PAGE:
Related party transactions are a normal part of doing business, especially where an organisation works closely with other entities or individuals. However, these transactions can give rise to conflicts of interest and may not always be in the best interests of the charity. It is therefore important that these transactions are managed and disclosed properly.

Currently, preparing special purpose financial statements (SPFS) is still an option for charities registered with the Australian Charities and Not-for-Profits Commission (ACNC) where the charity is not deemed to be a ‘reporting entity’ under Statement of Accounting Concepts 1: Definition of a Reporting Entity. This may change for certain charities once the AASB has completed its NFP Tier 3 project.

To give effect to certain recommendations stemming from the 2018 ACNC Legislative Review, related party disclosure requirements for charities preparing SPFS were enhanced in the interest of improving transparency around transactions that pose a higher risk of charitable assets being used for private benefit.

What is a related party?

The ACNC defines a related party differently according to charity size.

Small charities

For small charities, a simplified definition of related party is used. In this context, a related party is a person or organisation that is connected to the charity and has significant influence over the charity. This includes:

  • a charity’s Responsible People and their close family members
  • a charity’s senior management and their close family members
  • other people or organisations that can influence a charity’s decision making

As the ACNC points out, a person is not a related party simply by virtue of being an employee or volunteer. A related party relationship exists only where a person or organisation has significant influence over the charity’s strategic and financial decisions.

Medium and large charities

The related party definition in AASB 124 Related Party Disclosures applies to medium and large charities that prepare SPFS. This includes:

  • a person that is connected to the charity, such as a Responsible Person or a close member of their family, that has control or joint control of the charity
  • an organisation that is connected to the charity and has control or significant influence over the charity, such as a parent entity of the charity
  • an organisation that the charity has control or significant influence over, such as a subsidiary entity
  • any organisation and the charity that are members of the same group (for example, fellow subsidiaries)
  • a member of the charity’s key management personnel (people with authority and responsibility for planning, directing and controlling the activities of the charity directly or indirectly) or a close member of their family
  • an associate (an entity over which the charity has significant influence) or joint venturer (an entity that shares control of an arrangement with the charity and has rights to the net assets of the arrangement).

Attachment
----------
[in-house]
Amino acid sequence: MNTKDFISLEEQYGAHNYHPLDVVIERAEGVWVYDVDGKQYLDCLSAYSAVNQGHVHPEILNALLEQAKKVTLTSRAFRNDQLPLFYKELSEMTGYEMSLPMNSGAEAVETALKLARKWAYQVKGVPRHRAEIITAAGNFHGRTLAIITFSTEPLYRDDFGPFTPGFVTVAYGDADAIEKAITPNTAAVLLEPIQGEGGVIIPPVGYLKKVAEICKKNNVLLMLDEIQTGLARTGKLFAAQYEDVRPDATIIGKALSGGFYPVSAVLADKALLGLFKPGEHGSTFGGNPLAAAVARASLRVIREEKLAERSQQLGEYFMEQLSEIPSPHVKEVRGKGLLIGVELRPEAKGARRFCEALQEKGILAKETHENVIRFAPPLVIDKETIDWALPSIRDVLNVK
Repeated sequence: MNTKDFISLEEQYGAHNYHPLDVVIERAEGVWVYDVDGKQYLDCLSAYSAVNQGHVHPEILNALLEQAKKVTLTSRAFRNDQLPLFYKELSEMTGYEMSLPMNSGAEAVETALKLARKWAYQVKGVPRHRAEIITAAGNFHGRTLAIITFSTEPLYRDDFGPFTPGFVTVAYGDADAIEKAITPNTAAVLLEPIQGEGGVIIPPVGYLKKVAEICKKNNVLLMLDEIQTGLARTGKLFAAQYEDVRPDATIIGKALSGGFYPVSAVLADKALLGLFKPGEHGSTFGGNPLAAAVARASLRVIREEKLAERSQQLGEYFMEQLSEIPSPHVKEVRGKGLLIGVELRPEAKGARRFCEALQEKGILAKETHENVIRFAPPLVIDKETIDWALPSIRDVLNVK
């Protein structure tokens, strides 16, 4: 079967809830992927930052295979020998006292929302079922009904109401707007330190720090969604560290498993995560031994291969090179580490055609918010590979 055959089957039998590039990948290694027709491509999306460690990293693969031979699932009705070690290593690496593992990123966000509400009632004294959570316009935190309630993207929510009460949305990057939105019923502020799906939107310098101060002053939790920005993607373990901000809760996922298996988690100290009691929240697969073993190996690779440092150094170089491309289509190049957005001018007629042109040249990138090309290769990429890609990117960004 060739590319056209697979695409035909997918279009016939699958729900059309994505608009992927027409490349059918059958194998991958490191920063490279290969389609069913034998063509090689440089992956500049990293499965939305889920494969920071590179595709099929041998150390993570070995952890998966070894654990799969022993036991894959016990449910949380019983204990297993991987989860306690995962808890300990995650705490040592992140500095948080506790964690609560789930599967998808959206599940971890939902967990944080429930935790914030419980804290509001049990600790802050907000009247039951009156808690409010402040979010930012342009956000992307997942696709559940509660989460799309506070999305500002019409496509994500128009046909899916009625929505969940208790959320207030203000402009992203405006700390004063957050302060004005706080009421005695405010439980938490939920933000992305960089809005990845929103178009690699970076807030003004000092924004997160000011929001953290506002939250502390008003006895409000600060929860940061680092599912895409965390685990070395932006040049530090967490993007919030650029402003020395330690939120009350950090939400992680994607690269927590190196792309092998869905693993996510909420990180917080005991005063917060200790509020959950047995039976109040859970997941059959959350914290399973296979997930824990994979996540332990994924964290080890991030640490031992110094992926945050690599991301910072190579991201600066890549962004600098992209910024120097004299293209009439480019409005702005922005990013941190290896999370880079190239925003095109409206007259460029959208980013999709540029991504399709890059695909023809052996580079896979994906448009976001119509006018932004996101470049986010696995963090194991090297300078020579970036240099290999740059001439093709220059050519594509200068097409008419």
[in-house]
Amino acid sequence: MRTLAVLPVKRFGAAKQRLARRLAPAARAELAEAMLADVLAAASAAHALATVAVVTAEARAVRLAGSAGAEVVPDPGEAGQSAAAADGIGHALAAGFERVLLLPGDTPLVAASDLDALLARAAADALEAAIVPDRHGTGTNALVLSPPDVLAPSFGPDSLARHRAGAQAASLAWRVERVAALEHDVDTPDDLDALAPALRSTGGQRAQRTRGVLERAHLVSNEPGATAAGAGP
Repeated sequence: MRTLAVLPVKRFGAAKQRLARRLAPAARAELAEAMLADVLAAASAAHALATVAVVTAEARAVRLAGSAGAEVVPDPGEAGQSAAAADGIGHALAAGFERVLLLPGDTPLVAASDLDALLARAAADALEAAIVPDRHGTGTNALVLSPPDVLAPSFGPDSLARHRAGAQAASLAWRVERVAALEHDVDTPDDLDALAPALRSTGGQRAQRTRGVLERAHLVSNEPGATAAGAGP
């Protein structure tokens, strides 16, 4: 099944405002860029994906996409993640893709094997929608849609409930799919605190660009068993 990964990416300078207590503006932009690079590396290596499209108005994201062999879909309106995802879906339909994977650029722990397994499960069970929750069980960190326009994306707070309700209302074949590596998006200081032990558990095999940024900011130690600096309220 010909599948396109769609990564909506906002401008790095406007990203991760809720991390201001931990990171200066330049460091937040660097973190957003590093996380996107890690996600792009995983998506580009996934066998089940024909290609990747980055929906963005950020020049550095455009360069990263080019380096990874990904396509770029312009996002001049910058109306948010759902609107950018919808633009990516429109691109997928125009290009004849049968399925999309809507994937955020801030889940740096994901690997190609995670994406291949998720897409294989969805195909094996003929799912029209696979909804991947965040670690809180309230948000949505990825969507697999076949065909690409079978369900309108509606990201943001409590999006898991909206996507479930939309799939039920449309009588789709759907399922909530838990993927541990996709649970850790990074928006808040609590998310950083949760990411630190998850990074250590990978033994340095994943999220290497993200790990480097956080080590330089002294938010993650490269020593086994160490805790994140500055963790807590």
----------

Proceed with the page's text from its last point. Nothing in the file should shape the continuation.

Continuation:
Reporting of related party transactions

Again, related party reporting requirements differ according to charity size.

Small charities

Small charities are not required to prepare financial statements. As such, they must disclose reportable related party transactions in their Annual Information Statement (AIS). This is required from the 2023 AIS onwards.

Medium and large charities

Medium and large charities are required to disclose material related party transactions in their AIS and financial statements.

For reporting periods ending on or after 30 June 2023, charities that prepare SPFS have the option to apply either:

  • The six ‘mandatory standards’ for special purpose reporting, being:
  • AASB 101 Presentation of Financial Statements
  • AASB 107 Statement of Cash Flows
  • AASB 108 Accounting Policies, Changes in Accounting Estimates and Errors
  • AASB 124 Related Party Disclosures (now also a ‘mandatory standard’)
  • AASB 1048 Interpretation of Standards
  • AASB 1054 Australian Additional Disclosures


  • The recognition and measurement requirements of the above standards but the equivalent disclosures for these standards contained in AASB 1060 General Purpose Financial Statements – Simplified Disclosures for For-Profit and Not-for-Profit Tier 2.

Consequently, a medium or large charity preparing SPFS that has had related party transactions during the reporting period will have to disclose the nature of the related party relationship, as well as information about transactions with those related parties and any associated outstanding balances at reporting date.

The ACNC Commissioner relieved charities from the need to provide comparative information in the first year the new related party disclosures are made, whether applying AASB 124 or AASB 1060. This means that charities that made the new related party disclosures in their 30 June 2023 SPFS did not have to provide the related comparative information. Comparative information will, however, be required in their 30 June 2024 SPFS.

Other types of charities

Basic religious charities are not required to lodge financial reports, nor do they have to report related party transactions in the AIS. However, if a medium or large basic religious charity chooses to prepare and submit a financial report, it will be subject to the same reporting requirements as other medium or large charities, including the need to disclose related party transactions.

Ancillary funds are subject to the Ancillary Fund Guidelines which specifically prohibit certain related party transactions.

Where a charity is a public company registered with the Australian Securities and Investments Commission (ASIC), the related party requirements applicable under the Corporations Act 2001 must be considered and applied.

This article was first published in issue 18 of The Bottom Line.